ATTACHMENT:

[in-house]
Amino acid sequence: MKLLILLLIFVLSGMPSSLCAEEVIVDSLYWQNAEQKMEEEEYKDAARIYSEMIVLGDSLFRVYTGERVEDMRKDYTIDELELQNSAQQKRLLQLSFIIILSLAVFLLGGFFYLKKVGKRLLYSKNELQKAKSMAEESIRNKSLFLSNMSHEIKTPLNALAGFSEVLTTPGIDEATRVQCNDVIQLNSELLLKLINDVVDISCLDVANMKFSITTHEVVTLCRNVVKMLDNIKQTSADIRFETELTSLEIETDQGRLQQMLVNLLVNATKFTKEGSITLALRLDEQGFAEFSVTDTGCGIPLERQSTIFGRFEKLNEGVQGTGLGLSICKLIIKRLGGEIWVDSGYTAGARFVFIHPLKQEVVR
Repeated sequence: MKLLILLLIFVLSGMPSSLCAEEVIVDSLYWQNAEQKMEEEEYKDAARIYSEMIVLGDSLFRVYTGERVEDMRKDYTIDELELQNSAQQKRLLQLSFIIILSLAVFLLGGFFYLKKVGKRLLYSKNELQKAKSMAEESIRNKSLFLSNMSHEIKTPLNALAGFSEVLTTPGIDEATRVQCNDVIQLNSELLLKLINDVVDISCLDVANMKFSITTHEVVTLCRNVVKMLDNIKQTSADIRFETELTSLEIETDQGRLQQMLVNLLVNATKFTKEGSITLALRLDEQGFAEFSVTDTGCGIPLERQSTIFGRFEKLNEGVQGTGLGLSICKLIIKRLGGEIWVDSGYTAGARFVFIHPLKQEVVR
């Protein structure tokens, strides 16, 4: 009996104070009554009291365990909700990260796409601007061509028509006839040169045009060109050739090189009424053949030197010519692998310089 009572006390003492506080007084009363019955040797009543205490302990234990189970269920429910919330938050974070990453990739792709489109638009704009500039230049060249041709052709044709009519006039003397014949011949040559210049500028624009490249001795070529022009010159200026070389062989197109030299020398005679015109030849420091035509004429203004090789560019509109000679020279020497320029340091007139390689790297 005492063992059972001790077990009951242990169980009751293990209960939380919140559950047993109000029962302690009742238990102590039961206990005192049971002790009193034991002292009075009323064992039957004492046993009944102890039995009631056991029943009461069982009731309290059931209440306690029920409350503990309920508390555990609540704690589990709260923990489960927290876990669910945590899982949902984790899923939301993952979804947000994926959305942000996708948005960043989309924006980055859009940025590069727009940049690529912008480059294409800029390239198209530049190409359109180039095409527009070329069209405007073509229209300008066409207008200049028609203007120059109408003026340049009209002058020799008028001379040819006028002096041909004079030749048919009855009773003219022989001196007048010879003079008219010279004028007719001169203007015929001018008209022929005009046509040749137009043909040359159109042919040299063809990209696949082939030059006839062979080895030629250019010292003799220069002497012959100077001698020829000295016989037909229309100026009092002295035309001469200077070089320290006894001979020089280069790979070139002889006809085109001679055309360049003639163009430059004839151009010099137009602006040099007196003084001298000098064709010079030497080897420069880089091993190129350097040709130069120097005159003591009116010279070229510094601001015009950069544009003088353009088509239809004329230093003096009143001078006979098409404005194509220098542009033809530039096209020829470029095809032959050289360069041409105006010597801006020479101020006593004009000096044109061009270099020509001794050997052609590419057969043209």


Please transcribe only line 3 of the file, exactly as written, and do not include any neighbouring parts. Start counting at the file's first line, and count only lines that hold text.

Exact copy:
Repeated sequence: MKLLILLLIFVLSGMPSSLCAEEVIVDSLYWQNAEQKMEEEEYKDAARIYSEMIVLGDSLFRVYTGERVEDMRKDYTIDELELQNSAQQKRLLQLSFIIILSLAVFLLGGFFYLKKVGKRLLYSKNELQKAKSMAEESIRNKSLFLSNMSHEIKTPLNALAGFSEVLTTPGIDEATRVQCNDVIQLNSELLLKLINDVVDISCLDVANMKFSITTHEVVTLCRNVVKMLDNIKQTSADIRFETELTSLEIETDQGRLQQMLVNLLVNATKFTKEGSITLALRLDEQGFAEFSVTDTGCGIPLERQSTIFGRFEKLNEGVQGTGLGLSICKLIIKRLGGEIWVDSGYTAGARFVFIHPLKQEVVR